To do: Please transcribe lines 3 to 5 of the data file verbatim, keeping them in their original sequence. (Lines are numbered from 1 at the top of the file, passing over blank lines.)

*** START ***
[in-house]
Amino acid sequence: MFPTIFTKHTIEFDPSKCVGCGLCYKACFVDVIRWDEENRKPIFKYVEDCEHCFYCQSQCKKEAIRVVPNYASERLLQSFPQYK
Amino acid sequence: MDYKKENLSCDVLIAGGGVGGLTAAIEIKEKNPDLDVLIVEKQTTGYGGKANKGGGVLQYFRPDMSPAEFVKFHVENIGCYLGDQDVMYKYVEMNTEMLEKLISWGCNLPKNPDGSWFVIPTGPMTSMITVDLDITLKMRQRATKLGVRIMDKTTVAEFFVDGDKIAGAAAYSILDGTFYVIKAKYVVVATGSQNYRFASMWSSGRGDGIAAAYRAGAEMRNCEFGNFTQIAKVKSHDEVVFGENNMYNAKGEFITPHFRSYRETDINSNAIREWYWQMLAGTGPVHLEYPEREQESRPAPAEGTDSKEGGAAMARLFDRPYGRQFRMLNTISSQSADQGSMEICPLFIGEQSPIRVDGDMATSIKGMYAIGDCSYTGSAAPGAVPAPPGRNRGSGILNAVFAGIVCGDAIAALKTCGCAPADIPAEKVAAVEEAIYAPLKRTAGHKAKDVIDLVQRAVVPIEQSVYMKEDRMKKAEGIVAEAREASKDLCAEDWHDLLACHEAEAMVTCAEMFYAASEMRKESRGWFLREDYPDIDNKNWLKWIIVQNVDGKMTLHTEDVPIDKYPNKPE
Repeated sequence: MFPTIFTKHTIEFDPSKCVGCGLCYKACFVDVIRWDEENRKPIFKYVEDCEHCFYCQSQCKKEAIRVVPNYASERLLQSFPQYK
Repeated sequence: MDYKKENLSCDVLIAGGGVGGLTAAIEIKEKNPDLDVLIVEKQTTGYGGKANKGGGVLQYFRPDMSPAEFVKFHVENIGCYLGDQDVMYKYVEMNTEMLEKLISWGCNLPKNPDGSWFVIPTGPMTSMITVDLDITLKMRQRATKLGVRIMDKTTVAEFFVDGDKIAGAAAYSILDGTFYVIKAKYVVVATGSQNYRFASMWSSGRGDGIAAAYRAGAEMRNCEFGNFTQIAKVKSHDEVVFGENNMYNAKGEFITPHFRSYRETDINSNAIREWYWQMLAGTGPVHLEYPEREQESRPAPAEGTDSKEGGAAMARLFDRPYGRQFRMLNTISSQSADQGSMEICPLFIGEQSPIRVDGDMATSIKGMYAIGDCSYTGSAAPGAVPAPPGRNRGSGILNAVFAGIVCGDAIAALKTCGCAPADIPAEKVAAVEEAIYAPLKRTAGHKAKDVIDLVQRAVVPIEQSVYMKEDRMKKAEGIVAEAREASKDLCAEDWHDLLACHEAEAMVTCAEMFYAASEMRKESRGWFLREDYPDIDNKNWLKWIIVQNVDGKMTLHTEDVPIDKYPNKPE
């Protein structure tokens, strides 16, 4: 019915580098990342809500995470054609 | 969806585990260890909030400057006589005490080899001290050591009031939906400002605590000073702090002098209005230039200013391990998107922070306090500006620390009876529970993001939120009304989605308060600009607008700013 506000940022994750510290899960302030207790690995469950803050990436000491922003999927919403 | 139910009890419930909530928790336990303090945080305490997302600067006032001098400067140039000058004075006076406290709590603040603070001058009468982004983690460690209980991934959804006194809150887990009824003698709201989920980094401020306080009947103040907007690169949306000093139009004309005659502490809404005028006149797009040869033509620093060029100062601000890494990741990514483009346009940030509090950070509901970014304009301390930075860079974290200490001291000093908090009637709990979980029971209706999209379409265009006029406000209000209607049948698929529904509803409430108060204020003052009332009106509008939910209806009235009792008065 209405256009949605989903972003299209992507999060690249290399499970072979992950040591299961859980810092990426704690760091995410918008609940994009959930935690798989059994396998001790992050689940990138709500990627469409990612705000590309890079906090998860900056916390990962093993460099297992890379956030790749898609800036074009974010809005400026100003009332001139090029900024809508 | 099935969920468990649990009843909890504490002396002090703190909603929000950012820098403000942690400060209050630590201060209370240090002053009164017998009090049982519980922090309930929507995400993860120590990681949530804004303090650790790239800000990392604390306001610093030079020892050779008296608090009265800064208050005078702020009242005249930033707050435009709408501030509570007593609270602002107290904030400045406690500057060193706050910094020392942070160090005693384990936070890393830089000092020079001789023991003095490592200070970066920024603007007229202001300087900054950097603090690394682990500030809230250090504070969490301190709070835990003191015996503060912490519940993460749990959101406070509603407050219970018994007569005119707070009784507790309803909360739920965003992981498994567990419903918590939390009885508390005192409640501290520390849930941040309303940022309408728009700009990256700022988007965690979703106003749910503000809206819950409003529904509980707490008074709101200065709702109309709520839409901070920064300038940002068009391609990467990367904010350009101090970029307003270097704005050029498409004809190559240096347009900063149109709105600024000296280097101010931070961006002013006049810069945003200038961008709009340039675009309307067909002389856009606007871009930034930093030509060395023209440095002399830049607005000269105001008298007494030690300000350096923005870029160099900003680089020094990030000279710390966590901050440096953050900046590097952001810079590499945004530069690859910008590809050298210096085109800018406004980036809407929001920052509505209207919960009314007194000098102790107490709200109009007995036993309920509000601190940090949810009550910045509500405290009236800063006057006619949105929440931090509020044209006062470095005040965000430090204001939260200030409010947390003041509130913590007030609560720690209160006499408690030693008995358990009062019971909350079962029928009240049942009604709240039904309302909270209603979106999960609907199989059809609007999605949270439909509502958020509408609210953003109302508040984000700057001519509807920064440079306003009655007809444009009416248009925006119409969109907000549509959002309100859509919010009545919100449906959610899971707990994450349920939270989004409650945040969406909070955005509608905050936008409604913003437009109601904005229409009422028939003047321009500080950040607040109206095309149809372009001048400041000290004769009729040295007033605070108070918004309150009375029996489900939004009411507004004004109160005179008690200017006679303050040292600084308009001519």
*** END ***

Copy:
Amino acid sequence: MDYKKENLSCDVLIAGGGVGGLTAAIEIKEKNPDLDVLIVEKQTTGYGGKANKGGGVLQYFRPDMSPAEFVKFHVENIGCYLGDQDVMYKYVEMNTEMLEKLISWGCNLPKNPDGSWFVIPTGPMTSMITVDLDITLKMRQRATKLGVRIMDKTTVAEFFVDGDKIAGAAAYSILDGTFYVIKAKYVVVATGSQNYRFASMWSSGRGDGIAAAYRAGAEMRNCEFGNFTQIAKVKSHDEVVFGENNMYNAKGEFITPHFRSYRETDINSNAIREWYWQMLAGTGPVHLEYPEREQESRPAPAEGTDSKEGGAAMARLFDRPYGRQFRMLNTISSQSADQGSMEICPLFIGEQSPIRVDGDMATSIKGMYAIGDCSYTGSAAPGAVPAPPGRNRGSGILNAVFAGIVCGDAIAALKTCGCAPADIPAEKVAAVEEAIYAPLKRTAGHKAKDVIDLVQRAVVPIEQSVYMKEDRMKKAEGIVAEAREASKDLCAEDWHDLLACHEAEAMVTCAEMFYAASEMRKESRGWFLREDYPDIDNKNWLKWIIVQNVDGKMTLHTEDVPIDKYPNKPE
Repeated sequence: MFPTIFTKHTIEFDPSKCVGCGLCYKACFVDVIRWDEENRKPIFKYVEDCEHCFYCQSQCKKEAIRVVPNYASERLLQSFPQYK
Repeated sequence: MDYKKENLSCDVLIAGGGVGGLTAAIEIKEKNPDLDVLIVEKQTTGYGGKANKGGGVLQYFRPDMSPAEFVKFHVENIGCYLGDQDVMYKYVEMNTEMLEKLISWGCNLPKNPDGSWFVIPTGPMTSMITVDLDITLKMRQRATKLGVRIMDKTTVAEFFVDGDKIAGAAAYSILDGTFYVIKAKYVVVATGSQNYRFASMWSSGRGDGIAAAYRAGAEMRNCEFGNFTQIAKVKSHDEVVFGENNMYNAKGEFITPHFRSYRETDINSNAIREWYWQMLAGTGPVHLEYPEREQESRPAPAEGTDSKEGGAAMARLFDRPYGRQFRMLNTISSQSADQGSMEICPLFIGEQSPIRVDGDMATSIKGMYAIGDCSYTGSAAPGAVPAPPGRNRGSGILNAVFAGIVCGDAIAALKTCGCAPADIPAEKVAAVEEAIYAPLKRTAGHKAKDVIDLVQRAVVPIEQSVYMKEDRMKKAEGIVAEAREASKDLCAEDWHDLLACHEAEAMVTCAEMFYAASEMRKESRGWFLREDYPDIDNKNWLKWIIVQNVDGKMTLHTEDVPIDKYPNKPE